In an unprecedented op-ed for an Israeli publication, UAE Ambassador to the United States and Minister of State Yousef Al Otaiba published a piece in Yedioth Ahronoth in June saying annexation would make normalization with the UAE, and a resolution to the conflict with the Palestinians, impossible. Moves were being made behind the scenes. Kushner, to his credit, put the brakes on annexation. Netanyahu always said annexation would be done in coordination with the United States. The blessing from Trump to move forward never came. Instead, it was a dramatic diplomatic breakthrough with the UAE (and later Bahrain) that animated Israeli foreign policy this summer. As Israeli Foreign Minister Gabi Ashkenazi of Blue and White (who, along with Alternate Prime Minister/Defense Minister Gantz was left out of the loop about the UAE deal by Netanyahu until the day it was announced) stated, Israel “moved from annexation to normalization.” 

The “Deal of the Century” was really a multi-track initiative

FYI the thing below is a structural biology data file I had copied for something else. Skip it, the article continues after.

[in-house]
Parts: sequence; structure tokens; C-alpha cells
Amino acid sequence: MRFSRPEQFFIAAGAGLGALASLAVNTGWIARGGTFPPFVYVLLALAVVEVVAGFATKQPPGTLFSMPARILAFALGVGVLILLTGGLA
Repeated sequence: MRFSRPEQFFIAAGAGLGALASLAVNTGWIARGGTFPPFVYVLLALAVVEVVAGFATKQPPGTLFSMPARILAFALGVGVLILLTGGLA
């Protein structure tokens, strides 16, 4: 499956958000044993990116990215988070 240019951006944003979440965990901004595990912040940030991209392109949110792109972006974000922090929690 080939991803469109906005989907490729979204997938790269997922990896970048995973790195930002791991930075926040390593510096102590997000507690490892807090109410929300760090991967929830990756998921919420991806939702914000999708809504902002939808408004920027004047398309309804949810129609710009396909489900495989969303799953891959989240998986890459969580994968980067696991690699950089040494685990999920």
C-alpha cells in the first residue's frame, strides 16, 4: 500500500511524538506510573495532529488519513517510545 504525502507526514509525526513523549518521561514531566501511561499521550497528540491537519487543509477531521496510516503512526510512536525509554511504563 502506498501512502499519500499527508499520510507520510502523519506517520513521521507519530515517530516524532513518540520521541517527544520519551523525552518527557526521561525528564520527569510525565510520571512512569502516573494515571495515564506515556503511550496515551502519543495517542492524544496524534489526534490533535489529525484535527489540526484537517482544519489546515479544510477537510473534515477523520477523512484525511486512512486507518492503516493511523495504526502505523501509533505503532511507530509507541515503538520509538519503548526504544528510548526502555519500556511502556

On its surface, the Trump administration’s “Peace to Prosperity” plan was about solving the Israeli-Palestinian conflict. It includes political and economic components, with the end goal being what it calls a “realistic two-state solution.” The one hundred eighty plus page plan aims to address core issues of the conflict, from refugees and the status of Jerusalem to borders, settlements, and mutual recognition. Whether one agrees or not with the solutions put forward by Kushner and his team, progress on the Israeli-Palestinian track was ostensibly the core goal of the plan. Upon closer inspection, however, it is clear that a broader diplomatic push was part of what they were looking to achieve.